If you are thinking to customize your car or motorcycle with any cosmetic or mechanical modification, you should be aware of the possibilities and consequences of doing so. The growing influence of after-market automobile modifiers among new generation buyers has once again fueled the debate between vehicle owners and government authorities. However, before planning to attempt any modification to your car or motorcycle, you should keep the Supreme Court judgement made back in 2019 regarding this matter.
As per the judgement made by Justice Arun Mishra and Justice Vineet Saran in the Supreme Court, no modifications should be made to a vehicle that is different from the original specifications recommended by the manufacturer of that vehicle. This judgement goes in sync with Section 52 of the Motor Vehicles Act, 1988, which states that no such modifications are allowed that alter the information of the vehicle mentioned in the registration certificate. It means that the basic structure and modifications to the mechanical components such as engine, exhaust, bigger alloy wheels, louder horns, wider tyres, etc. are illegal in the books of law.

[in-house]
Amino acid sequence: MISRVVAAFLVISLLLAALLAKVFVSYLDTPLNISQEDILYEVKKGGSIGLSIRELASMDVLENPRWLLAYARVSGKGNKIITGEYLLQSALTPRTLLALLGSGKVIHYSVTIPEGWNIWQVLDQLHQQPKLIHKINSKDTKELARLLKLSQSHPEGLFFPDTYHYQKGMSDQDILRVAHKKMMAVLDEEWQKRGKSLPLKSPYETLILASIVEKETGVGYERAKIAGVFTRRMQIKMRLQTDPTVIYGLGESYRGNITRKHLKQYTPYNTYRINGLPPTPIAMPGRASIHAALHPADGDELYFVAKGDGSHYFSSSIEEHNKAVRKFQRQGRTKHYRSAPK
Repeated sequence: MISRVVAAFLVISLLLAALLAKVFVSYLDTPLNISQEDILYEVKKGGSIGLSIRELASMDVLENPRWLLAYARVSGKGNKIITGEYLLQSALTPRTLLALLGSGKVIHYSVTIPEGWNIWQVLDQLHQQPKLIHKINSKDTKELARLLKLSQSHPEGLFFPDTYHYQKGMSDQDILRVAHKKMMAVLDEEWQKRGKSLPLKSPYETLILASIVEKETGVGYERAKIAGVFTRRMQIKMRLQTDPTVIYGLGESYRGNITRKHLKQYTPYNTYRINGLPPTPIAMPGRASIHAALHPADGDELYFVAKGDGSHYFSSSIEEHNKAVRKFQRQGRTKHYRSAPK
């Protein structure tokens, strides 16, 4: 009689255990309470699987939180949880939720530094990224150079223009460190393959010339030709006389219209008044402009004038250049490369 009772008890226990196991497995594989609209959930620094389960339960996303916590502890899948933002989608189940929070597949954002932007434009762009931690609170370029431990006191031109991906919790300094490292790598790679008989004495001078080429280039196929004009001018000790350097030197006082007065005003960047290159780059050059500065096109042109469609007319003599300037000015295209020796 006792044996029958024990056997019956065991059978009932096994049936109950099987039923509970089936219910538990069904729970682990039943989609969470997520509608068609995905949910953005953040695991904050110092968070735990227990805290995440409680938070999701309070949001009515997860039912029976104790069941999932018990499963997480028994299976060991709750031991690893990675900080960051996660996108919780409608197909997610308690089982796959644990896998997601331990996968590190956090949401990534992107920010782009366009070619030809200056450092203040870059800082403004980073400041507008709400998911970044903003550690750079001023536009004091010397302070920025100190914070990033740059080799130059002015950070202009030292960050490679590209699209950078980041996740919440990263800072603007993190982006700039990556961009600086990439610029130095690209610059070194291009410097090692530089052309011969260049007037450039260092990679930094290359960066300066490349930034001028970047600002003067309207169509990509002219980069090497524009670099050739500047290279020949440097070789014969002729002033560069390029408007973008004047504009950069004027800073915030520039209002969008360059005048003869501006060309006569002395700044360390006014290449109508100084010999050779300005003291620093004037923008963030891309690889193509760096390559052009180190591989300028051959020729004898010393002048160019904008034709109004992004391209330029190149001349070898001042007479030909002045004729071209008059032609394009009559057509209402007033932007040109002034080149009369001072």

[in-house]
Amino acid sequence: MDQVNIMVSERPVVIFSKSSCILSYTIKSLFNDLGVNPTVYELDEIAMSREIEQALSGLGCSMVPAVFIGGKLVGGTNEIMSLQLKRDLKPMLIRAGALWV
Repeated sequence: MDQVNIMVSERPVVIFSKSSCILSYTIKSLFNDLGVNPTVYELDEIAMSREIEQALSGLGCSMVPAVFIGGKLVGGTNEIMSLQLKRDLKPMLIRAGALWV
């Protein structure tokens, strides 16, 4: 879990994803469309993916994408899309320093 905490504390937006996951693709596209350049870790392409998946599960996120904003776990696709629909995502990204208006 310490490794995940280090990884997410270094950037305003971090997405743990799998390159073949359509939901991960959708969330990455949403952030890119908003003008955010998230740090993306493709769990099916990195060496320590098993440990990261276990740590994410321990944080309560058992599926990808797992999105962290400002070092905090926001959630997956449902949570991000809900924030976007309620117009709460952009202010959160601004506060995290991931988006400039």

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However, if a person wishes to carry out alterations such as operation by a different type of fuel (such as installing a CNG kit), he should comply with the various exemptions ruled by the Central Government, which requires a bit of a hassle and groundwork.
Permission from RTO
Apart from other fuel options, certain changes can be done to your vehicle if they do not alter the original specifications by the manufacturer, such as changing the colour of your car, minor add-ons like rain visors and bumper corner protectors, upsizing of tyres and wheels for a lower variant to those of upper variant of a vehicle within the limits prescribed by the carmaker and engine swapping, the last one of which requires prior permission from the RTO. If any of the rule mentioned above is violated, the vehicle owner is bound to pay a fine of Rs 5,000 per alteration or imprisonment for up to six months.
No, such structural changes are not legal in India. The supreme court of India and the Motor Vehicle Act ban any such modifications to operate on public roads. Such vehicles can be project cars for many and one can use them on private properties like a racing track or at a farmhouse. However, the police may seize them from the public roads.
In India modification is not allowed and even aftermarket accessories like the bullbar and other structural changes are banned too. In fact, tyres that are too big for a vehicle are banned too. Such vehicles sure do attract a lot of attention on the roads but since they are made at local garages without proper welding equipment, they can be dangerous.
If a vehicle disintegrates while going on a road, it can become a cause of a serious accident. The police of different states set up check-points to keep an eye on such modifications and also issue challans.
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